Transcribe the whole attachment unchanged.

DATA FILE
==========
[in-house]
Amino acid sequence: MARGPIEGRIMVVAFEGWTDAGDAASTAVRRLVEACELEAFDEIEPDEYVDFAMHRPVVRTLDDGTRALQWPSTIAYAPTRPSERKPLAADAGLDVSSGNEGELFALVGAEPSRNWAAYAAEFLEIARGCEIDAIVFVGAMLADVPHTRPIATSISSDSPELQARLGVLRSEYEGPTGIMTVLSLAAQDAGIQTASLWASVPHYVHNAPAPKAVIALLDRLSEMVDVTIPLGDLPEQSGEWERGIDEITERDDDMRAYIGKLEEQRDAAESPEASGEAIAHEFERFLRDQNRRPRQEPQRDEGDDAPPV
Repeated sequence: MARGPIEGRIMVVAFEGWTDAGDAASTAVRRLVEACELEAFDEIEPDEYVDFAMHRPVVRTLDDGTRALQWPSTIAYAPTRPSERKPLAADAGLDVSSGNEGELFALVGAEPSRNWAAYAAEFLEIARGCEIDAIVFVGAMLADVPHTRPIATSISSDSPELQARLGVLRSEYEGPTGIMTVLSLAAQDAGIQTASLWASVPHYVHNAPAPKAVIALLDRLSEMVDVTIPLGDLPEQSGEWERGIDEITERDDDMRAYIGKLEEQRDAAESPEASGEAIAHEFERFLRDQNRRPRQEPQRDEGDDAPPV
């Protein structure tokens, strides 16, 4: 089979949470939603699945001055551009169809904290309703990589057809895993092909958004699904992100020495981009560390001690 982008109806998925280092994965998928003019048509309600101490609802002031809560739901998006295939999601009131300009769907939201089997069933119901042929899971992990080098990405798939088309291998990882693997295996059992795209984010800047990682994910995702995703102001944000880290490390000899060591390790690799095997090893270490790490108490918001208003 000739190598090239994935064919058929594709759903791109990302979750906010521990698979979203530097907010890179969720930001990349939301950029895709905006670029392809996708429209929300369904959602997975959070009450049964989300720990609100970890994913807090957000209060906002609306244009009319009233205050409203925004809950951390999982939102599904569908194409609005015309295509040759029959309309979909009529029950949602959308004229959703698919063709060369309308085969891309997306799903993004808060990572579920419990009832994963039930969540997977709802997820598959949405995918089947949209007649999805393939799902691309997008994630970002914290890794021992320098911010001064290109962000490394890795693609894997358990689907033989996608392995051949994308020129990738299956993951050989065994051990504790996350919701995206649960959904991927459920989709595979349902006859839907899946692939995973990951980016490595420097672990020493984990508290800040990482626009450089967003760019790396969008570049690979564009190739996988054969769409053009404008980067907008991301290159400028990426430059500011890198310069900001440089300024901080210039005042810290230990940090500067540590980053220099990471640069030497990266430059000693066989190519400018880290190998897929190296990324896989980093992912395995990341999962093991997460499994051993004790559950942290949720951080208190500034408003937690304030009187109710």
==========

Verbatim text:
[in-house]
Amino acid sequence: MARGPIEGRIMVVAFEGWTDAGDAASTAVRRLVEACELEAFDEIEPDEYVDFAMHRPVVRTLDDGTRALQWPSTIAYAPTRPSERKPLAADAGLDVSSGNEGELFALVGAEPSRNWAAYAAEFLEIARGCEIDAIVFVGAMLADVPHTRPIATSISSDSPELQARLGVLRSEYEGPTGIMTVLSLAAQDAGIQTASLWASVPHYVHNAPAPKAVIALLDRLSEMVDVTIPLGDLPEQSGEWERGIDEITERDDDMRAYIGKLEEQRDAAESPEASGEAIAHEFERFLRDQNRRPRQEPQRDEGDDAPPV
Repeated sequence: MARGPIEGRIMVVAFEGWTDAGDAASTAVRRLVEACELEAFDEIEPDEYVDFAMHRPVVRTLDDGTRALQWPSTIAYAPTRPSERKPLAADAGLDVSSGNEGELFALVGAEPSRNWAAYAAEFLEIARGCEIDAIVFVGAMLADVPHTRPIATSISSDSPELQARLGVLRSEYEGPTGIMTVLSLAAQDAGIQTASLWASVPHYVHNAPAPKAVIALLDRLSEMVDVTIPLGDLPEQSGEWERGIDEITERDDDMRAYIGKLEEQRDAAESPEASGEAIAHEFERFLRDQNRRPRQEPQRDEGDDAPPV
């Protein structure tokens, strides 16, 4: 089979949470939603699945001055551009169809904290309703990589057809895993092909958004699904992100020495981009560390001690 982008109806998925280092994965998928003019048509309600101490609802002031809560739901998006295939999601009131300009769907939201089997069933119901042929899971992990080098990405798939088309291998990882693997295996059992795209984010800047990682994910995702995703102001944000880290490390000899060591390790690799095997090893270490790490108490918001208003 000739190598090239994935064919058929594709759903791109990302979750906010521990698979979203530097907010890179969720930001990349939301950029895709905006670029392809996708429209929300369904959602997975959070009450049964989300720990609100970890994913807090957000209060906002609306244009009319009233205050409203925004809950951390999982939102599904569908194409609005015309295509040759029959309309979909009529029950949602959308004229959703698919063709060369309308085969891309997306799903993004808060990572579920419990009832994963039930969540997977709802997820598959949405995918089947949209007649999805393939799902691309997008994630970002914290890794021992320098911010001064290109962000490394890795693609894997358990689907033989996608392995051949994308020129990738299956993951050989065994051990504790996350919701995206649960959904991927459920989709595979349902006859839907899946692939995973990951980016490595420097672990020493984990508290800040990482626009450089967003760019790396969008570049690979564009190739996988054969769409053009404008980067907008991301290159400028990426430059500011890198310069900001440089300024901080210039005042810290230990940090500067540590980053220099990471640069030497990266430059000693066989190519400018880290190998897929190296990324896989980093992912395995990341999962093991997460499994051993004790559950942290949720951080208190500034408003937690304030009187109710």